At Exeter much the same thing had been done some fifty years before. so that only the transepts remained in the old style. 225 down with it the neighbouring bays. which now has twelve bays. and from the nave the church would appear quite new. From the aisles and triforiums alone were the solid piers and sturdy arches visible.Romanesque bringing in Normandy and England Fire. few exceptions. In Chichester Cathedral. Buildings seem never to have been restored to their original state. Naves. Hereford and Romanesque churches . One of the most marked peculiarities of English On the Continent. so that all they could see from their stalls was modern. the such havoc three-quarter attached shafts in the angles of the. Albans. Throughout the Middle Ages there was. at Gloucester. which were recased. although why it should have been. faced the whole with delicate pierced stone panelling. and mouldings were worked on the wall faces of the arches to tone down their severity. the arches of the main arcade raised and altered in shape. and at S.-s0 frequent and so disastrous in stone-vaulted churches is difficult to understand. with is the long nave. The nave of Norwich has fourteen bays and is 260 feet long. At Winchester. but in a most drastic fashion. and on the north side. unable to bear the cost of pulling down and rebuilding their choir. determined attacks were made on the old work. and the desire to have churches up to date.' 1115 . lighter ones being substituted. detached shafts. leaving only the cores. little reverence for past endeavours. on two separate occasions with an interval between them of nearly a hundred years. also did as much damage in England as in France. The triforium was swept away. Winchester. finding this method too slow or too expensive. apparently. there are no churches which can compare in very length of nave with English examples. he had the facing stones of the piers removed. led to the entire remodelling of much of the work. originally had the same number as Norwich and is even longer. piers were replaced by more slender. The disgust which the heavy proportions of Romanesque evidently aroused in the later builders. all which played through the Middle Ages. they were rebuilt. after the fire in 1186. and over the whole of the central area an elaborate ribbed vault built. At Gloucester the monks. Bishop William of Wykeham ordered the Romanesque piers on the south side of the nave to be carved into forms that pleased him better. new windows inserted in the clerestory. and always in the most up-to-date and contemporary mode. the cushion capitals disappeared. In the West of England.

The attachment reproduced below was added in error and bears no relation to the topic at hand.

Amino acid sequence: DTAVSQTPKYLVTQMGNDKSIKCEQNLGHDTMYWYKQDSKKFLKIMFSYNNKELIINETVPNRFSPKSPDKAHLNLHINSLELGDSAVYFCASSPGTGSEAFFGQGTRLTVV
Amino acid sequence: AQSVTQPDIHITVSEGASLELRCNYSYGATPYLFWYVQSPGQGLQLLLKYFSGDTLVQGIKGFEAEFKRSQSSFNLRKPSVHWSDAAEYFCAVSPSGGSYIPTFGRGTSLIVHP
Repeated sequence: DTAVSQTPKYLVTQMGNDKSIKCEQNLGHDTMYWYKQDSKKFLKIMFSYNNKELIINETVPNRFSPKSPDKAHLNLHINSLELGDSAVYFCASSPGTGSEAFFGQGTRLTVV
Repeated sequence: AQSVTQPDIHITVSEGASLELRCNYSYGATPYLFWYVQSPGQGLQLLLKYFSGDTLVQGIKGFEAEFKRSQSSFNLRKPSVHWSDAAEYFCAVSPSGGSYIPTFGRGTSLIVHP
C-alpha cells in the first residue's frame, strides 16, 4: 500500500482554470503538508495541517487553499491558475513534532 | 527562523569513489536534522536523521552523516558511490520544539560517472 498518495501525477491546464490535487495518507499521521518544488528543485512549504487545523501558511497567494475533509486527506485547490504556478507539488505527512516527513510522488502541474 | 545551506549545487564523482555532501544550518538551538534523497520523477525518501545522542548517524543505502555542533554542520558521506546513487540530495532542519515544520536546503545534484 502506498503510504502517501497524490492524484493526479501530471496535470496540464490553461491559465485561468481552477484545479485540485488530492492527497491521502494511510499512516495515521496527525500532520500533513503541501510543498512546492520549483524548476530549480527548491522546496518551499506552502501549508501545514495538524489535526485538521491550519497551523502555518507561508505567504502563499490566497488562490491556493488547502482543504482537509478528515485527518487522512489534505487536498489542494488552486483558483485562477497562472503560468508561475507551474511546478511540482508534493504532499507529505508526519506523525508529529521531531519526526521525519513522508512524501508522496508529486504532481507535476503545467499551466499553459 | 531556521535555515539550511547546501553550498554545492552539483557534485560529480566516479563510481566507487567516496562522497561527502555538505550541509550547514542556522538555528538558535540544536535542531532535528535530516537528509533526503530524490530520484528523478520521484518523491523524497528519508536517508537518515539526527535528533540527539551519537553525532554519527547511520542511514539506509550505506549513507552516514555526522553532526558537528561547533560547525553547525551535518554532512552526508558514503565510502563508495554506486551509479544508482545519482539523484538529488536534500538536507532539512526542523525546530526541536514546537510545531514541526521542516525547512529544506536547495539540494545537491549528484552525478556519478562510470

Peterborough and Durham. The naves of Tewkesbury. where the rapid fell of the ground at the west side rendered further extension impossible. are found at Ely and Winchester. at Oxford. at perhaps with the nave. the skne number as Gloucester.226 Early Christian^ Byzantine and Romanesque Tewkesbury. Cylindrical piers may be used either alone or alternating with clustered piers. Sernin. the elaborate capitals very and the arches unusually rich. which had naves 280 and 275 feet long. is another. Romsey and Jedburgh the arcade and triforium are combined under one arch. Nave arcades of clustered piers. the triforium is united with the These variations show that there was no absolute rule clerestory. where the re-use of Roman bricks may have dictated its form. the nave is 200 feet long. Pembroke. Hereford the columns are certainly too low. and at S. like those at TAbbaye-aux-Dames. the division of the nave wall into arcade. English Romanesque architecture can be seen to perfection. at Durham they alternate in the same way as at Jumieges Abbey in Normandy. Gloucester and Norwich are spoiled to some extent by later vaults . S. the naves are shorter. The square type is best seen at S. Exceptions are the great basilican churches in Rome. S. Toulouse. Of the two principal churches at Caen. the columns are too high and the capitals and arches exceedingly plain. In the cathedrals of Norwich and Winchester (as originally built) all these divisions were approximately equal. but there is considerable variation in the height and proportion allotted to each. but at Durham the vaults are almost contemporary At Tewkesbury and Gloucester. each nave being about 140 feet long. while the nave of TAbbaye-aux-Dames is more like that of Gloucester. FAbbaye-aux-Hommes resembles Peterborough in its pro- portions. at Caen. Albans. Paul's. In the naves of Ely. Peter's and S. cylindrical and clustered. even at Durham. but even so are greater than those of most churches on the Continent. David's. At Gloucester. triforium and clerestory is the rule. In all large churches built by the Normans. Southwell and : Tewkesbury they occur alone. whether in England or Normandy. of relative proportions and arrangement for the internal divisions of Romanesque churches. though the height of its triforium is even less than . with twelve bays and a length of 210 feet. 1'Abbaye-auxHommes has eight bays. At Durham and Tewkesbury the arcade is by far the highest of the three. The piers of the main arcades in Romanesque churches are of three types square.